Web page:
Ageing wastewater systems are under threat from growing populations, urbanization, pollution and climate change, not to mention human behaviour. However, despite these challenges and fears for health and safety, the new ISO 24516 series is playing a key role in turning what many consider a burden into a valuable resource.

Posted on | By Elizabeth Gasiorowski-Denis

A pipe clogged with fats, oil and grease, nicknamed the “fatberg”, was found blocking a London sewer.

The alarm goes off and, as we roll out of bed, the daily routine kicks in – flush the toilet, take a shower, maybe run a bath, fill the kettle for the vital morning cuppa, perhaps turn on the washing machine and unload the dishwasher from the night before.

Most of us don’t give any of this a second thought until a blockage or a faulty part means having to search for the plunger or call in a plumber. We certainly don’t spend much time – in fact, probably none first thing in the morning! – thinking about what happens to the water that is flushed into the sewage system or that drains away from the white goods in our kitchens. When we turn on the tap for the kettle, unless the water is a strange colour or smells, we take it for granted that the quality is good and it is safe to drink.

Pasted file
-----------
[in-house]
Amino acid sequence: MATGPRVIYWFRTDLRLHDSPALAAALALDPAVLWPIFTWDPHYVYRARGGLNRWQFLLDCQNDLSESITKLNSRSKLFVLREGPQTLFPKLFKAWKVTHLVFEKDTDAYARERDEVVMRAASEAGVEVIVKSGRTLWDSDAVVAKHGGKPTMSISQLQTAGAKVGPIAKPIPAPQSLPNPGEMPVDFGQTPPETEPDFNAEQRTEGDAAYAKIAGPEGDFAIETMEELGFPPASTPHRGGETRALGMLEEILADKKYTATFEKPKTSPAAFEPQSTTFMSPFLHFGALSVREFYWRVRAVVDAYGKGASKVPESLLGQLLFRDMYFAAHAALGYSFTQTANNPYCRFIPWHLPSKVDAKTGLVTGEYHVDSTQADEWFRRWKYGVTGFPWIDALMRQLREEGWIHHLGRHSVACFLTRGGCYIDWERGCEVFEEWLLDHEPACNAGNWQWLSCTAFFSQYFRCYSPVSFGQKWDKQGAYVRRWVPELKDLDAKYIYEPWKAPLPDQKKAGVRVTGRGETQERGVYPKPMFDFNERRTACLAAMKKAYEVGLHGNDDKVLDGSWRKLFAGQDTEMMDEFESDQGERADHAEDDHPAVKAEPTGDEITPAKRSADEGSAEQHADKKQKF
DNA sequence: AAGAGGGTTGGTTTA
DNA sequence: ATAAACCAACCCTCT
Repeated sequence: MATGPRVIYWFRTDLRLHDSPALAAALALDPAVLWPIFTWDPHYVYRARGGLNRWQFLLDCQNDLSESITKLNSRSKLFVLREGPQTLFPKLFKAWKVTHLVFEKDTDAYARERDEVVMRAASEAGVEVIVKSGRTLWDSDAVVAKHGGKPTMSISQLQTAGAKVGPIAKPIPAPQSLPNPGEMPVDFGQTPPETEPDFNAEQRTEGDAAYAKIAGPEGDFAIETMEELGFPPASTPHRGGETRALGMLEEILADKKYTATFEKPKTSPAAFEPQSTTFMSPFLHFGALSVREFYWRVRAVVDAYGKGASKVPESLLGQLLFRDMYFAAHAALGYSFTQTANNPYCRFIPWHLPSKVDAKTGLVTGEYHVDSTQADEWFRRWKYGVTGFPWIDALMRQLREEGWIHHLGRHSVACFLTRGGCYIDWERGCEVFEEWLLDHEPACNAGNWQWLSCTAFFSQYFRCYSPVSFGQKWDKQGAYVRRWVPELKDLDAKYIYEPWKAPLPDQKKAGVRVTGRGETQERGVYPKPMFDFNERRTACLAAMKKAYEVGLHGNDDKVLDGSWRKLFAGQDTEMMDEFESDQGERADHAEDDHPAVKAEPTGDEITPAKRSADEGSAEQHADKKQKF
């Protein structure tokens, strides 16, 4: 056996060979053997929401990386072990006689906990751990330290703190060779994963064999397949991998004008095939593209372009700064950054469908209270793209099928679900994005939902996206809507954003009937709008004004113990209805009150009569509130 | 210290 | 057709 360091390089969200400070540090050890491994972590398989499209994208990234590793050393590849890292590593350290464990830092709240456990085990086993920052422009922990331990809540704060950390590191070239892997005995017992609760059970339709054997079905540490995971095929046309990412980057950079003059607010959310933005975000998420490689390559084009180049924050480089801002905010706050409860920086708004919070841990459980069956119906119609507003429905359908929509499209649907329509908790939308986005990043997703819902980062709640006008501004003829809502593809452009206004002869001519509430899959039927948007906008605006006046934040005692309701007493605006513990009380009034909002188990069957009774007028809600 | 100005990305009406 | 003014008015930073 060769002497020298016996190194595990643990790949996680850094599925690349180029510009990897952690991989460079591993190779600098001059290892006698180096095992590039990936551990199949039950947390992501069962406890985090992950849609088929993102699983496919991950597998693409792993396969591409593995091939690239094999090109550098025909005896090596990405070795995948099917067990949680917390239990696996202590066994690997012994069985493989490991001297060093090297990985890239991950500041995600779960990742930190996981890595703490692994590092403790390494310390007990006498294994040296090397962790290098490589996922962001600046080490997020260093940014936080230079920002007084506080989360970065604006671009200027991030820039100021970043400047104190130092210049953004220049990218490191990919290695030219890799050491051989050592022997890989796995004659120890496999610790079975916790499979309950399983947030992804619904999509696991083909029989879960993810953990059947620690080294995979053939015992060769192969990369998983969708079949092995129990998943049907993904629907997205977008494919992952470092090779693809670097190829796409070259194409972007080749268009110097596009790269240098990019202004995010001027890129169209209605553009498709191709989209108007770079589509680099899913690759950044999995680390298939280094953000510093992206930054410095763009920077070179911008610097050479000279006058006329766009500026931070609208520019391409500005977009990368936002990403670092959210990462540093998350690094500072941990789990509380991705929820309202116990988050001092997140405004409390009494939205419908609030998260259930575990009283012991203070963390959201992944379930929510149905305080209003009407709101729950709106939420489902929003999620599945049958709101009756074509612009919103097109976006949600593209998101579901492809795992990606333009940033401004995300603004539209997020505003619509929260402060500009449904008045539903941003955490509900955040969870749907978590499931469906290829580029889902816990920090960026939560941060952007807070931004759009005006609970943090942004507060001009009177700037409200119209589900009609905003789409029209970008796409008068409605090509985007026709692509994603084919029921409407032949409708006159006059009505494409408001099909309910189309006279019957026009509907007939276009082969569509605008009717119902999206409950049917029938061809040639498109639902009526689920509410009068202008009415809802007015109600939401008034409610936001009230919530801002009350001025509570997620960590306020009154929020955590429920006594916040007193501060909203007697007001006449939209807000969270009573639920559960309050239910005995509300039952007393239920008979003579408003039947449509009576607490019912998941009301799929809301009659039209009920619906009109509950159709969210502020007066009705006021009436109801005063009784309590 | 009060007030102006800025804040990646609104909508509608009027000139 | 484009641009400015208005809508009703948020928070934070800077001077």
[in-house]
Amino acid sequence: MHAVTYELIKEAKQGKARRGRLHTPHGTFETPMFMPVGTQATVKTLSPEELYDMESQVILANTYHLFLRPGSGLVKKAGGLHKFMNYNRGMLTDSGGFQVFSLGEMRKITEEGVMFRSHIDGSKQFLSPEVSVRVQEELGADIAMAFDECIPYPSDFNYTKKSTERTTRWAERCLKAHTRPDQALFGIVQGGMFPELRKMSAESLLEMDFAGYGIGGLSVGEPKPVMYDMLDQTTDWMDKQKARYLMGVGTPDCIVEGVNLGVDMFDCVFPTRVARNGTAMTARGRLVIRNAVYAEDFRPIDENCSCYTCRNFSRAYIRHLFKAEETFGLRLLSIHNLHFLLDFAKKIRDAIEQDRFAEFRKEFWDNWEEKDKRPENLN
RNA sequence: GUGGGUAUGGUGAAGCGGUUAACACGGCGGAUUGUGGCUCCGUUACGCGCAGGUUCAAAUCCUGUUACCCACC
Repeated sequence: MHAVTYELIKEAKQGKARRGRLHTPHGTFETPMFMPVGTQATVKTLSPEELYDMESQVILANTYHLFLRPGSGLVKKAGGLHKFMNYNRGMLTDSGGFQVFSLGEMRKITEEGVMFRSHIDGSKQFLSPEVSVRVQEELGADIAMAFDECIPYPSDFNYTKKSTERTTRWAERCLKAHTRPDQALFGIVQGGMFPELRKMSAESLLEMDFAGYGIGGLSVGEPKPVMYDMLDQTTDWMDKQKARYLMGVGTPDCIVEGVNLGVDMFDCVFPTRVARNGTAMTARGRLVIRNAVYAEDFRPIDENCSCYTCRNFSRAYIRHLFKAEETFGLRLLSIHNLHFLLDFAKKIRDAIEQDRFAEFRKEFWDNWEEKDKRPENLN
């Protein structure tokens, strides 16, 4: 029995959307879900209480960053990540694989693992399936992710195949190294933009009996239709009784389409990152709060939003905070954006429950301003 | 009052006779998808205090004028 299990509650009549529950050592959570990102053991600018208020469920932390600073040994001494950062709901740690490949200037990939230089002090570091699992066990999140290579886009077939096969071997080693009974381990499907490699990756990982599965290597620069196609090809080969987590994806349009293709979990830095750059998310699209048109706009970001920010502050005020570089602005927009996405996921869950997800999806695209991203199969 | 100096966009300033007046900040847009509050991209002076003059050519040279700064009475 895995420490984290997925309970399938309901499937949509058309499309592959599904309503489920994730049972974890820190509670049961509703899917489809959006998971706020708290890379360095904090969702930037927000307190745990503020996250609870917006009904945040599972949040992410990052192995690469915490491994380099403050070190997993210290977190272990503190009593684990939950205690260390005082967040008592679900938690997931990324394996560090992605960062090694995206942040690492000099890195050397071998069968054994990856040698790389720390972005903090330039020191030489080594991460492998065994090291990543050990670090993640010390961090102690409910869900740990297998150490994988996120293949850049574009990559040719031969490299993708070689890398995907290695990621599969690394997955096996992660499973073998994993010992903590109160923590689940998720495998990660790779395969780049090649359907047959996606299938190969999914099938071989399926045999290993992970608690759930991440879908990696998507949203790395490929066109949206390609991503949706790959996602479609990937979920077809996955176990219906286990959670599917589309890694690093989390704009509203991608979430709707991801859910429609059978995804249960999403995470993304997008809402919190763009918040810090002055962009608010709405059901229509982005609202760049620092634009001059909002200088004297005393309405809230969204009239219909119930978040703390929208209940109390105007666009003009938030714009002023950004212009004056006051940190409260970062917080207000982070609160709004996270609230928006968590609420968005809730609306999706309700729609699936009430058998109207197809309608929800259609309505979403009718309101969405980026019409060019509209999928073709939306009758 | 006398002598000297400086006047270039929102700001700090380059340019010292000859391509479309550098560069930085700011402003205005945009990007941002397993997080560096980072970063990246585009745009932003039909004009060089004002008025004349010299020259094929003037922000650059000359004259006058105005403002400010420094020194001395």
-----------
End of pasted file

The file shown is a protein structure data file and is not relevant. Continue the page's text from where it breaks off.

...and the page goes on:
But what happens to this wastewater and other “waste” products such as the fat that we poured down the sink after last night’s dinner? Last summer, the media reported on a massive block of fat, nicknamed the “fatberg”, that was found blocking a London sewer. As well as fat and grease, it contained nappies and baby wipes that had been flushed down lavatories. This was indeed a monster, but similar fatbergs, although smaller, are found around the world in all wastewater transport systems.

The fatberg example is just one of many horror stories emerging that indicate our waste­water systems are coming under increasing strain.

Read entire article Fresh changes in the pipeline |

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